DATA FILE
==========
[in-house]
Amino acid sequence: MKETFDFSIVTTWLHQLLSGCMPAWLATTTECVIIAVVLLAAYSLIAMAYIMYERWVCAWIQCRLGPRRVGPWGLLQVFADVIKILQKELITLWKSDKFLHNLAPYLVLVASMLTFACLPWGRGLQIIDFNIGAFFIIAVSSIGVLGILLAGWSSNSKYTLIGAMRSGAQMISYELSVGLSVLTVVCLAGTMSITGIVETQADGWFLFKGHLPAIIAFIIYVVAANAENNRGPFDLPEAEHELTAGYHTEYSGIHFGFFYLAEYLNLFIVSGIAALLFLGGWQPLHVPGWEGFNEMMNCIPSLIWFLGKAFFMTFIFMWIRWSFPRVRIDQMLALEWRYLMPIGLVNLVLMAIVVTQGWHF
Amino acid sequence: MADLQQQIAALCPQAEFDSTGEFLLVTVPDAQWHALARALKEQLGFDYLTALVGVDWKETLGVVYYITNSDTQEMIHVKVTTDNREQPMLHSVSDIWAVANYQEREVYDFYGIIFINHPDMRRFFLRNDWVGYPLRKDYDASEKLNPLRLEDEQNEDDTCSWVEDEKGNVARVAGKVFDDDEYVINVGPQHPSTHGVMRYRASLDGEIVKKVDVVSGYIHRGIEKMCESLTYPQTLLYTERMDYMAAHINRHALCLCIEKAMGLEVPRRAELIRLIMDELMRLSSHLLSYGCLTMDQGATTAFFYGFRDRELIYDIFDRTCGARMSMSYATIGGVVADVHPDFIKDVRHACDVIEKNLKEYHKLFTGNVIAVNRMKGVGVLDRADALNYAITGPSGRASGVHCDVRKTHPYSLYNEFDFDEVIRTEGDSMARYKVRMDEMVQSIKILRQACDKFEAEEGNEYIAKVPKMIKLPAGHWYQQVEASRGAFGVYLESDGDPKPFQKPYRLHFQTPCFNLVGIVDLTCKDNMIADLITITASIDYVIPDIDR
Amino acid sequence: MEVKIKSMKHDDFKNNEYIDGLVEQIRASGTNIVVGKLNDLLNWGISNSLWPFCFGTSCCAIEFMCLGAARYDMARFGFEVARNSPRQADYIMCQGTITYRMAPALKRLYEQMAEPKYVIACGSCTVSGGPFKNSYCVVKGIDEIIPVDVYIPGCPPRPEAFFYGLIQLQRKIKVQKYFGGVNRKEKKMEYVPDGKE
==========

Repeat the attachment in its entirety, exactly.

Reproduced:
[in-house]
Amino acid sequence: MKETFDFSIVTTWLHQLLSGCMPAWLATTTECVIIAVVLLAAYSLIAMAYIMYERWVCAWIQCRLGPRRVGPWGLLQVFADVIKILQKELITLWKSDKFLHNLAPYLVLVASMLTFACLPWGRGLQIIDFNIGAFFIIAVSSIGVLGILLAGWSSNSKYTLIGAMRSGAQMISYELSVGLSVLTVVCLAGTMSITGIVETQADGWFLFKGHLPAIIAFIIYVVAANAENNRGPFDLPEAEHELTAGYHTEYSGIHFGFFYLAEYLNLFIVSGIAALLFLGGWQPLHVPGWEGFNEMMNCIPSLIWFLGKAFFMTFIFMWIRWSFPRVRIDQMLALEWRYLMPIGLVNLVLMAIVVTQGWHF
Amino acid sequence: MADLQQQIAALCPQAEFDSTGEFLLVTVPDAQWHALARALKEQLGFDYLTALVGVDWKETLGVVYYITNSDTQEMIHVKVTTDNREQPMLHSVSDIWAVANYQEREVYDFYGIIFINHPDMRRFFLRNDWVGYPLRKDYDASEKLNPLRLEDEQNEDDTCSWVEDEKGNVARVAGKVFDDDEYVINVGPQHPSTHGVMRYRASLDGEIVKKVDVVSGYIHRGIEKMCESLTYPQTLLYTERMDYMAAHINRHALCLCIEKAMGLEVPRRAELIRLIMDELMRLSSHLLSYGCLTMDQGATTAFFYGFRDRELIYDIFDRTCGARMSMSYATIGGVVADVHPDFIKDVRHACDVIEKNLKEYHKLFTGNVIAVNRMKGVGVLDRADALNYAITGPSGRASGVHCDVRKTHPYSLYNEFDFDEVIRTEGDSMARYKVRMDEMVQSIKILRQACDKFEAEEGNEYIAKVPKMIKLPAGHWYQQVEASRGAFGVYLESDGDPKPFQKPYRLHFQTPCFNLVGIVDLTCKDNMIADLITITASIDYVIPDIDR
Amino acid sequence: MEVKIKSMKHDDFKNNEYIDGLVEQIRASGTNIVVGKLNDLLNWGISNSLWPFCFGTSCCAIEFMCLGAARYDMARFGFEVARNSPRQADYIMCQGTITYRMAPALKRLYEQMAEPKYVIACGSCTVSGGPFKNSYCVVKGIDEIIPVDVYIPGCPPRPEAFFYGLIQLQRKIKVQKYFGGVNRKEKKMEYVPDGKE